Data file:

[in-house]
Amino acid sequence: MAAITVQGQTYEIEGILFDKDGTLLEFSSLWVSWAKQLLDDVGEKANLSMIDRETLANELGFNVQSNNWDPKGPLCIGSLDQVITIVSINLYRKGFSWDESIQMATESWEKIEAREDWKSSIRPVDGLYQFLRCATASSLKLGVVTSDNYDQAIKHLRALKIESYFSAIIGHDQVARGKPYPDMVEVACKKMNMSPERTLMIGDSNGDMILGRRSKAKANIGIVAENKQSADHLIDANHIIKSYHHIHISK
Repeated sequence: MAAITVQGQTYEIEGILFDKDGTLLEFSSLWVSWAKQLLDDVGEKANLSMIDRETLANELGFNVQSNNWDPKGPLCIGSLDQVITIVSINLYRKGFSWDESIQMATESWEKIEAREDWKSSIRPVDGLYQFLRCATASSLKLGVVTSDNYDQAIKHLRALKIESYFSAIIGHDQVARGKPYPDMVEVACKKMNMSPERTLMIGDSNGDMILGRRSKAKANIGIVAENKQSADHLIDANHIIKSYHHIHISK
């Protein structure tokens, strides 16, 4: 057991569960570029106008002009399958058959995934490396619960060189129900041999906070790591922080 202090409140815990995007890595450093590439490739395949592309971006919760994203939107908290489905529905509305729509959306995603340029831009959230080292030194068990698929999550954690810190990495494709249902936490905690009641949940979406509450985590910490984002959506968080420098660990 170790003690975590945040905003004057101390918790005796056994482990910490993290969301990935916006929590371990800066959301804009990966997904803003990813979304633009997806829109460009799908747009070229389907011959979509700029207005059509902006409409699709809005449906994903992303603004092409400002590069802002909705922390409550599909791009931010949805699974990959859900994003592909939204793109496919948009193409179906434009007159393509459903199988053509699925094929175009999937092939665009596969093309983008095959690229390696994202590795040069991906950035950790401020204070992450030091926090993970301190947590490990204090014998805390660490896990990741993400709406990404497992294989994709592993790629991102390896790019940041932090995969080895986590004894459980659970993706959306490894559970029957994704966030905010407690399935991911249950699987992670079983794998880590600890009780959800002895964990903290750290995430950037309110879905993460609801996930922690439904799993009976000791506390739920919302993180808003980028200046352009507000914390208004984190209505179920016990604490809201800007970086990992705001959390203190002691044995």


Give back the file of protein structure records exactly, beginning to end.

[in-house]
Amino acid sequence: MAAITVQGQTYEIEGILFDKDGTLLEFSSLWVSWAKQLLDDVGEKANLSMIDRETLANELGFNVQSNNWDPKGPLCIGSLDQVITIVSINLYRKGFSWDESIQMATESWEKIEAREDWKSSIRPVDGLYQFLRCATASSLKLGVVTSDNYDQAIKHLRALKIESYFSAIIGHDQVARGKPYPDMVEVACKKMNMSPERTLMIGDSNGDMILGRRSKAKANIGIVAENKQSADHLIDANHIIKSYHHIHISK
Repeated sequence: MAAITVQGQTYEIEGILFDKDGTLLEFSSLWVSWAKQLLDDVGEKANLSMIDRETLANELGFNVQSNNWDPKGPLCIGSLDQVITIVSINLYRKGFSWDESIQMATESWEKIEAREDWKSSIRPVDGLYQFLRCATASSLKLGVVTSDNYDQAIKHLRALKIESYFSAIIGHDQVARGKPYPDMVEVACKKMNMSPERTLMIGDSNGDMILGRRSKAKANIGIVAENKQSADHLIDANHIIKSYHHIHISK
């Protein structure tokens, strides 16, 4: 057991569960570029106008002009399958058959995934490396619960060189129900041999906070790591922080 202090409140815990995007890595450093590439490739395949592309971006919760994203939107908290489905529905509305729509959306995603340029831009959230080292030194068990698929999550954690810190990495494709249902936490905690009641949940979406509450985590910490984002959506968080420098660990 170790003690975590945040905003004057101390918790005796056994482990910490993290969301990935916006929590371990800066959301804009990966997904803003990813979304633009997806829109460009799908747009070229389907011959979509700029207005059509902006409409699709809005449906994903992303603004092409400002590069802002909705922390409550599909791009931010949805699974990959859900994003592909939204793109496919948009193409179906434009007159393509459903199988053509699925094929175009999937092939665009596969093309983008095959690229390696994202590795040069991906950035950790401020204070992450030091926090993970301190947590490990204090014998805390660490896990990741993400709406990404497992294989994709592993790629991102390896790019940041932090995969080895986590004894459980659970993706959306490894559970029957994704966030905010407690399935991911249950699987992670079983794998880590600890009780959800002895964990903290750290995430950037309110879905993460609801996930922690439904799993009976000791506390739920919302993180808003980028200046352009507000914390208004984190209505179920016990604490809201800007970086990992705001959390203190002691044995």